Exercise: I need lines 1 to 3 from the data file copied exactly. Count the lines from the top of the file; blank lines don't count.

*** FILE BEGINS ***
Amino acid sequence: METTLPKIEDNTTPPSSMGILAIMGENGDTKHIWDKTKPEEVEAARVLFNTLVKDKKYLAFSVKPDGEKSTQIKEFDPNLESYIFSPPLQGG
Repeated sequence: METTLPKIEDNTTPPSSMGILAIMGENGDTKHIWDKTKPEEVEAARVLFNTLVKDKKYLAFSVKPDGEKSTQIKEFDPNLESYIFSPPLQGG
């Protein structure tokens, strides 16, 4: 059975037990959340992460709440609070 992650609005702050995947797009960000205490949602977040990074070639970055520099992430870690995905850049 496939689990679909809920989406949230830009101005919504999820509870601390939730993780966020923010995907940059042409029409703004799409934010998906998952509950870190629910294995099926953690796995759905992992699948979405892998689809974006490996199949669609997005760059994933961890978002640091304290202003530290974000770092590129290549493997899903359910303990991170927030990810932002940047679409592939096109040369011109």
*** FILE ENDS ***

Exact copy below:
Amino acid sequence: METTLPKIEDNTTPPSSMGILAIMGENGDTKHIWDKTKPEEVEAARVLFNTLVKDKKYLAFSVKPDGEKSTQIKEFDPNLESYIFSPPLQGG
Repeated sequence: METTLPKIEDNTTPPSSMGILAIMGENGDTKHIWDKTKPEEVEAARVLFNTLVKDKKYLAFSVKPDGEKSTQIKEFDPNLESYIFSPPLQGG
């Protein structure tokens, strides 16, 4: 059975037990959340992460709440609070 992650609005702050995947797009960000205490949602977040990074070639970055520099992430870690995905850049 496939689990679909809920989406949230830009101005919504999820509870601390939730993780966020923010995907940059042409029409703004799409934010998906998952509950870190629910294995099926953690796995759905992992699948979405892998689809974006490996199949669609997005760059994933961890978002640091304290202003530290974000770092590129290549493997899903359910303990991170927030990810932002940047679409592939096109040369011109």